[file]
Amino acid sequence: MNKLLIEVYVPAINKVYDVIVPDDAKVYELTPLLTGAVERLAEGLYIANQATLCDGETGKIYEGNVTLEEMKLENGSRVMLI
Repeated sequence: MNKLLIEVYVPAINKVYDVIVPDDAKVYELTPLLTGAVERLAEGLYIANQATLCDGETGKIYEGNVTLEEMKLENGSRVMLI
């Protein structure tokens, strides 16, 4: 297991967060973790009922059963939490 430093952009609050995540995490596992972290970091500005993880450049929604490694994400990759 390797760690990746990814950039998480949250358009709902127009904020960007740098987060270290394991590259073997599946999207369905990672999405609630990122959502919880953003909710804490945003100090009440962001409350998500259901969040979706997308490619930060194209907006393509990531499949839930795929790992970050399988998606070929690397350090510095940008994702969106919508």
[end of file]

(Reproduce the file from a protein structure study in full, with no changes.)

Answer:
Amino acid sequence: MNKLLIEVYVPAINKVYDVIVPDDAKVYELTPLLTGAVERLAEGLYIANQATLCDGETGKIYEGNVTLEEMKLENGSRVMLI
Repeated sequence: MNKLLIEVYVPAINKVYDVIVPDDAKVYELTPLLTGAVERLAEGLYIANQATLCDGETGKIYEGNVTLEEMKLENGSRVMLI
């Protein structure tokens, strides 16, 4: 297991967060973790009922059963939490 430093952009609050995540995490596992972290970091500005993880450049929604490694994400990759 390797760690990746990814950039998480949250358009709902127009904020960007740098987060270290394991590259073997599946999207369905990672999405609630990122959502919880953003909710804490945003100090009440962001409350998500259901969040979706997308490619930060194209907006393509990531499949839930795929790992970050399988998606070929690397350090510095940008994702969106919508």